Motorola Moto G200 5G Review: flagship performance on a budget8
But where’s the catch? After all, the Motorola Moto G200 costs just €449.99, so there should be some compromises, right?
Well, there are definitely some. Although the Moto G200 is great in terms of performance and battery life, it lacks in the display and camera departments. The display of this phone has a very high refresh rate, but it lacks the vividness of AMOLED panels. The camera system is average, and we expect many phones in this price range to offer better camera performance.
The Motorola Moto G200 doesn’t feel very premium either. It has a plastic back which makes it feel a bit cheap, and the bezels of its display are small, but not the smallest we've ever seen. At least the sides of the phone are metal.
Still, the best about this phone is its Snapdragon 888+ chip, 5G connectivity, and its big, 144Hz screen. In a world where up until now, the best chip you could get for this price was a Snapdragon 778G powering a Samsung Galaxy A52s or a Motorola Edge 20, the Moto G200 sounds like an amazing deal.
This phone is perfect for those who want flagship performance on a budget. It might even be deserving of the ‘flagship killer’ title, as it really reminds me of the first OnePlus phone from back in the day. Just like the OnePlus One, this phone focuses on performance and value instead of a flagship build quality and excellent camera system.
Surprise, surprise, it is another boxy-looking Motorola phone. Actually, the Moto G200 is rounder than the Edge 20 and Edge 20 Pro, but it still has rather square shapes.
This phone has nice color options, and it's back reflects light in a very stylish way. The camera module is the most interesting design element in this phone. The edgy lines surrounding the cameras are both modern and discrete looking. The cameras protrude enough for the phone to rock on a table, which might be a bit irritating to some.
The Motorola Moto G200's sides are metal and slightly curved, which helps with handling this big phone. The fingerprint scanner is on the right side of the phone, built into the power button, and it works very well.
The front of the Moto G200 has a punch-hole selfie camera and relatively small bezels around the display. In terms of looks, it is similar to many other Motorola phones.
Unfortunately, this phone won’t be for everyone. It has a single bottom-firing speaker, which is a bit of a bummer, as some phones in this price range feature stereo speakers. The speaker itself has good mids and lows, but highs sound muffled. As mentioned above, this phone is also pretty big. It isn’t as wide as an iPhone 13 Pro Max, but it is taller. The Moto G200 also weighs 202g, but because of its size, it doesn’t feel heavy. The 8.9mm thickness is okay, but nothing impressive like the 6.9mm one of the Motorola Edge 20. This phone's haptics are average.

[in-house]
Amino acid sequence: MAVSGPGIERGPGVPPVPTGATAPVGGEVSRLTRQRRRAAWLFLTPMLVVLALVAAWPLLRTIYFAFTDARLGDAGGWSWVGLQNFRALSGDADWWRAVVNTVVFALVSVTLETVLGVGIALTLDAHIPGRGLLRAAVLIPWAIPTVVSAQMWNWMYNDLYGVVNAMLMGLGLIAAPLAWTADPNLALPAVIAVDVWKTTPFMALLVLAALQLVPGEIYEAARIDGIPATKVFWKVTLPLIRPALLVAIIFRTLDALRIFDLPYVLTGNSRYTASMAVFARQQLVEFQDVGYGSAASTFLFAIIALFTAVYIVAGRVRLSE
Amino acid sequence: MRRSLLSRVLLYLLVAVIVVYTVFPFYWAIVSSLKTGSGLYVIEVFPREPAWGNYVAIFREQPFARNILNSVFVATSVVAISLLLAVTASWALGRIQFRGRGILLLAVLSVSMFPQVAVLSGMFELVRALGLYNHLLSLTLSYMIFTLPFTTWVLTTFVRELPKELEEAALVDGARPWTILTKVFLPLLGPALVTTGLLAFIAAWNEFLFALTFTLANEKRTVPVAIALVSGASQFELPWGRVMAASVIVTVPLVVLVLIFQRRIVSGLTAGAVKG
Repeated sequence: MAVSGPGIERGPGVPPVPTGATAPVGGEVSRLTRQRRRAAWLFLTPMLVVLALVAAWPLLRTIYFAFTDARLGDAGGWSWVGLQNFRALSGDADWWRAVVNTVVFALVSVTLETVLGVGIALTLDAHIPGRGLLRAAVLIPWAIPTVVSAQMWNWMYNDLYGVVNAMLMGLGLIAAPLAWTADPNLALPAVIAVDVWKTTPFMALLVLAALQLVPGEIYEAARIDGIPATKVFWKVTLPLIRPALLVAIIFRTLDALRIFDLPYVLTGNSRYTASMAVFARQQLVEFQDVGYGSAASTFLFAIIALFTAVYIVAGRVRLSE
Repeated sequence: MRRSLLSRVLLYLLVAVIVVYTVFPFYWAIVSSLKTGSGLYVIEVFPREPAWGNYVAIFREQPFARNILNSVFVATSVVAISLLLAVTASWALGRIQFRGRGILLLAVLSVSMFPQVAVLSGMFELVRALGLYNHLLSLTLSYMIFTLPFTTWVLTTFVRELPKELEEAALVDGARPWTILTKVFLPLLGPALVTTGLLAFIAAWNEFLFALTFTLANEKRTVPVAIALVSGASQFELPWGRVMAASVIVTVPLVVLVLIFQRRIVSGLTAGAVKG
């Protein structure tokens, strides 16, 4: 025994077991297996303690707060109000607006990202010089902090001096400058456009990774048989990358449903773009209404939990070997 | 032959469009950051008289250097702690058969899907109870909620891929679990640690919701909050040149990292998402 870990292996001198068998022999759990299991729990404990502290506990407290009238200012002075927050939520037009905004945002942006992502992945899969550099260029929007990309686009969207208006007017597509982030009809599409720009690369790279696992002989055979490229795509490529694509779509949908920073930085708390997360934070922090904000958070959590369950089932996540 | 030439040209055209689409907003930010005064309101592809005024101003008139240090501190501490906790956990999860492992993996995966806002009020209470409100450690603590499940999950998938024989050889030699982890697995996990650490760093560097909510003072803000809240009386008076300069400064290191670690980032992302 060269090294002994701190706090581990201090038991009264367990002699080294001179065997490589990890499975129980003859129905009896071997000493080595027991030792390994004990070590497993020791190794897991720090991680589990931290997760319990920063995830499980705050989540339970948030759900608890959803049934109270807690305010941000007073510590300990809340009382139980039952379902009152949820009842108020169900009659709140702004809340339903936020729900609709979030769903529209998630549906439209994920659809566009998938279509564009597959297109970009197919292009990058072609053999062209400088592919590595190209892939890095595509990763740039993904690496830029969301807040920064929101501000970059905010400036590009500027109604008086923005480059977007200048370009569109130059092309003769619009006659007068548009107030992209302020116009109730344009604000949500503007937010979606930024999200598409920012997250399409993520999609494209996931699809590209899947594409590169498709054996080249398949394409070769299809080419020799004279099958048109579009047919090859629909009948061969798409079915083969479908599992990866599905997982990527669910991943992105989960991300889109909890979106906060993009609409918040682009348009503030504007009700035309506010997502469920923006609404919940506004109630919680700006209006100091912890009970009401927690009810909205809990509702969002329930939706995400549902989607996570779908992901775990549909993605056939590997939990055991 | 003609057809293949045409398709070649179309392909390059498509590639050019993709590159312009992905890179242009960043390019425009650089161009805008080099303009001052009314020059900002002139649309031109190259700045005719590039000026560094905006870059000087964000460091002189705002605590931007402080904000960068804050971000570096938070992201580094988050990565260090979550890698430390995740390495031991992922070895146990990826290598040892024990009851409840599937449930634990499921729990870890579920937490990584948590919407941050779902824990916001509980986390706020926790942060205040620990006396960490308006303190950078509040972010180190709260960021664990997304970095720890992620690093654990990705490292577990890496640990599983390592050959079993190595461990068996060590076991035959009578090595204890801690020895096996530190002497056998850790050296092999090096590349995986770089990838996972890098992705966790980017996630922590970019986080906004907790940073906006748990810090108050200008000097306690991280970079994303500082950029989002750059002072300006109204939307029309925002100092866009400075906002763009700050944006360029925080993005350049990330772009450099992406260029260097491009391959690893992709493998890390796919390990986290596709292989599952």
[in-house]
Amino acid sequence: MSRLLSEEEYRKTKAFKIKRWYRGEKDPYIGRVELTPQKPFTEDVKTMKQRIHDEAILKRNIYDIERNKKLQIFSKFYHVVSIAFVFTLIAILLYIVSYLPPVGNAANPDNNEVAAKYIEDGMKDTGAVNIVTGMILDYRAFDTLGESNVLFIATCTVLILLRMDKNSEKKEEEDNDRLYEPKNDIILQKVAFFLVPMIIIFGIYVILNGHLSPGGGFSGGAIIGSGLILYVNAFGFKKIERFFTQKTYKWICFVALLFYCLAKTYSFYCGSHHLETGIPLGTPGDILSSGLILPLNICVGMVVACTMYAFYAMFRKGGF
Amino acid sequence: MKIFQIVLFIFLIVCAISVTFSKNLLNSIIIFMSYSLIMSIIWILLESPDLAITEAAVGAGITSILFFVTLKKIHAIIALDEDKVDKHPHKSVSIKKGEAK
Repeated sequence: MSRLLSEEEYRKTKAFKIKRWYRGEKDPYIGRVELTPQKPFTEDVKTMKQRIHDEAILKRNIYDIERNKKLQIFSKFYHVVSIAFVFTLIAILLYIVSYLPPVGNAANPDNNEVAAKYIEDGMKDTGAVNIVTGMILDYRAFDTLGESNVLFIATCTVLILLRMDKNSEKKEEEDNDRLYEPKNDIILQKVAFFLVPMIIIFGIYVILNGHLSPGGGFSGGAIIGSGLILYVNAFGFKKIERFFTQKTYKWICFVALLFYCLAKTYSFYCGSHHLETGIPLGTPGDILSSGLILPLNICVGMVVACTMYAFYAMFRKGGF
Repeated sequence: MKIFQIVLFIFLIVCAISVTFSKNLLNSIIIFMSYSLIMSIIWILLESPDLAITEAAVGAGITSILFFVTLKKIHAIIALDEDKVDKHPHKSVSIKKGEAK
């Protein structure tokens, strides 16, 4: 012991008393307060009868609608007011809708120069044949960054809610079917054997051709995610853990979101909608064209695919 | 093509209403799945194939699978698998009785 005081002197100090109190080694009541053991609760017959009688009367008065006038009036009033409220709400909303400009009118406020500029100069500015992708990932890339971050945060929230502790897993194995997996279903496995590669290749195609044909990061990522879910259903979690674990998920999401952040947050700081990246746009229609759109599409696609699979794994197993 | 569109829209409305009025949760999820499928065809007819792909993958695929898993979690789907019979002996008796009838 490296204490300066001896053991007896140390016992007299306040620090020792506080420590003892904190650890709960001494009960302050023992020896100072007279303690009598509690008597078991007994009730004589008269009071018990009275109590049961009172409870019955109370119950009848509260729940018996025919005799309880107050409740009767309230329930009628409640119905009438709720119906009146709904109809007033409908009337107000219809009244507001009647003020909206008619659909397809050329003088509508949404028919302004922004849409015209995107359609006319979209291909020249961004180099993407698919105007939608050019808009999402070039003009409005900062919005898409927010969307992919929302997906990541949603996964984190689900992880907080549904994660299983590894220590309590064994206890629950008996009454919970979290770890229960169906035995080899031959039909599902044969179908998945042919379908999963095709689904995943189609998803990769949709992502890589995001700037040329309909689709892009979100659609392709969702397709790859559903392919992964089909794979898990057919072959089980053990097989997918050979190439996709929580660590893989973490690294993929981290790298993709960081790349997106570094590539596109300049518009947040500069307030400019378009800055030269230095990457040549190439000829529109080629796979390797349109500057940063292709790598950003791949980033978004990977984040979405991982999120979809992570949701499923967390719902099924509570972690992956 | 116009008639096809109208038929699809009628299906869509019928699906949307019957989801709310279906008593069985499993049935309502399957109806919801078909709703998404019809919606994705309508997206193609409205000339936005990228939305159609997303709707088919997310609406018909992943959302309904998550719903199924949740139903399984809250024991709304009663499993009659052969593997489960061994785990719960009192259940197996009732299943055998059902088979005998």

The Moto G200 appears to be making a big tradeoff in the display department, using an LCD panel instead of AMOLED in order to keep the price down. This phone has a 6.8-inch 144Hz panel, with good maximum and minimum brightness and nice-looking colors. I believe Motorola decided to go for an LCD display to keep the costs down, and while I must admit this makes sense, some people might be put off by its lack of deep dark blacks and great saturation.
The display is easily readable in direct sunlight. However, the glass that covers it is a bit on the reflective side, which makes it harder to see in some particular situations.
The resolution of this display is good, but not the best. Because it is so large, it isn't the sharpest panel, and pixels are visible up close. Still, the FHD+ resolution is more than adequate for the Moto G200’s price point.
The 144Hz refresh rate of the display is perfect for gaming and makes the user interface feel very smooth and responsive.
Performance and storage
The best part about this phone is its performance. The Motorola Moto G200 has one of the best processors out there, a Snapdragon 888+. This chip offers flagship performance and handles anything you throw at it with ease. There are pretty much no phones at this price point powered by this processor, and this is the strongest selling point of the Moto G200 5G.
As mentioned earlier, this phone has 5G. It is Sub-6GHz, and I’ve had no problems with reception, internet speeds, or call quality. Check out the benchmark comparisons of the Moto G200 too: